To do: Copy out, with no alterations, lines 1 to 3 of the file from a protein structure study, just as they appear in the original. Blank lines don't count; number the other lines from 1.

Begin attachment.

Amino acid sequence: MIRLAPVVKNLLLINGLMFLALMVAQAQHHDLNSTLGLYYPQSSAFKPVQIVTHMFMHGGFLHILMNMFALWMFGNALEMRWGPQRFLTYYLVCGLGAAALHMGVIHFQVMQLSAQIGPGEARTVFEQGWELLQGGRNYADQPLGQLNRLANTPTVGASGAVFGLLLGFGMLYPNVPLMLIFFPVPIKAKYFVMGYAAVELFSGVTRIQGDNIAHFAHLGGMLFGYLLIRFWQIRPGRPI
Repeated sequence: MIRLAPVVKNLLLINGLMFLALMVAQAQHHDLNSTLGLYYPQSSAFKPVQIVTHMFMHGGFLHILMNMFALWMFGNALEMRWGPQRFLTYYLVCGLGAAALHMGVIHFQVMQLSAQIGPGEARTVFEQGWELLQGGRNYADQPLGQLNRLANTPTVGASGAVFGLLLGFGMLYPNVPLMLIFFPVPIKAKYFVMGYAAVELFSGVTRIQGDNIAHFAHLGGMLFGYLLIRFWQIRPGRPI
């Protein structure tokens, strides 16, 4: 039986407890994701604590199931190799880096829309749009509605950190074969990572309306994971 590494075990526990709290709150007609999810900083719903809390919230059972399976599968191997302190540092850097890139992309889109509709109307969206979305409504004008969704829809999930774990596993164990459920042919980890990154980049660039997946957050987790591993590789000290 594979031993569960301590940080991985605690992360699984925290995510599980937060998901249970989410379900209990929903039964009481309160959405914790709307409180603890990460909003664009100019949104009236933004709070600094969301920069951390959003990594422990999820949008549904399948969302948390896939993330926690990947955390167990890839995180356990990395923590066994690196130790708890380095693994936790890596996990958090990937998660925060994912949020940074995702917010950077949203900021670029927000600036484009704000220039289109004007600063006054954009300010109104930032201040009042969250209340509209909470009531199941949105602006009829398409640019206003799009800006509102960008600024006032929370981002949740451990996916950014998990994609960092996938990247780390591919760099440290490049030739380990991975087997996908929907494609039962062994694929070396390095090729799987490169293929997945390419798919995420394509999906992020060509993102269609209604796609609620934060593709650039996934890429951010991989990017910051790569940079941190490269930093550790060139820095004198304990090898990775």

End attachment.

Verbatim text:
Amino acid sequence: MIRLAPVVKNLLLINGLMFLALMVAQAQHHDLNSTLGLYYPQSSAFKPVQIVTHMFMHGGFLHILMNMFALWMFGNALEMRWGPQRFLTYYLVCGLGAAALHMGVIHFQVMQLSAQIGPGEARTVFEQGWELLQGGRNYADQPLGQLNRLANTPTVGASGAVFGLLLGFGMLYPNVPLMLIFFPVPIKAKYFVMGYAAVELFSGVTRIQGDNIAHFAHLGGMLFGYLLIRFWQIRPGRPI
Repeated sequence: MIRLAPVVKNLLLINGLMFLALMVAQAQHHDLNSTLGLYYPQSSAFKPVQIVTHMFMHGGFLHILMNMFALWMFGNALEMRWGPQRFLTYYLVCGLGAAALHMGVIHFQVMQLSAQIGPGEARTVFEQGWELLQGGRNYADQPLGQLNRLANTPTVGASGAVFGLLLGFGMLYPNVPLMLIFFPVPIKAKYFVMGYAAVELFSGVTRIQGDNIAHFAHLGGMLFGYLLIRFWQIRPGRPI
């Protein structure tokens, strides 16, 4: 039986407890994701604590199931190799880096829309749009509605950190074969990572309306994971 590494075990526990709290709150007609999810900083719903809390919230059972399976599968191997302190540092850097890139992309889109509709109307969206979305409504004008969704829809999930774990596993164990459920042919980890990154980049660039997946957050987790591993590789000290 594979031993569960301590940080991985605690992360699984925290995510599980937060998901249970989410379900209990929903039964009481309160959405914790709307409180603890990460909003664009100019949104009236933004709070600094969301920069951390959003990594422990999820949008549904399948969302948390896939993330926690990947955390167990890839995180356990990395923590066994690196130790708890380095693994936790890596996990958090990937998660925060994912949020940074995702917010950077949203900021670029927000600036484009704000220039289109004007600063006054954009300010109104930032201040009042969250209340509209909470009531199941949105602006009829398409640019206003799009800006509102960008600024006032929370981002949740451990996916950014998990994609960092996938990247780390591919760099440290490049030739380990991975087997996908929907494609039962062994694929070396390095090729799987490169293929997945390419798919995420394509999906992020060509993102269609209604796609609620934060593709650039996934890429951010991989990017910051790569940079941190490269930093550790060139820095004198304990090898990775």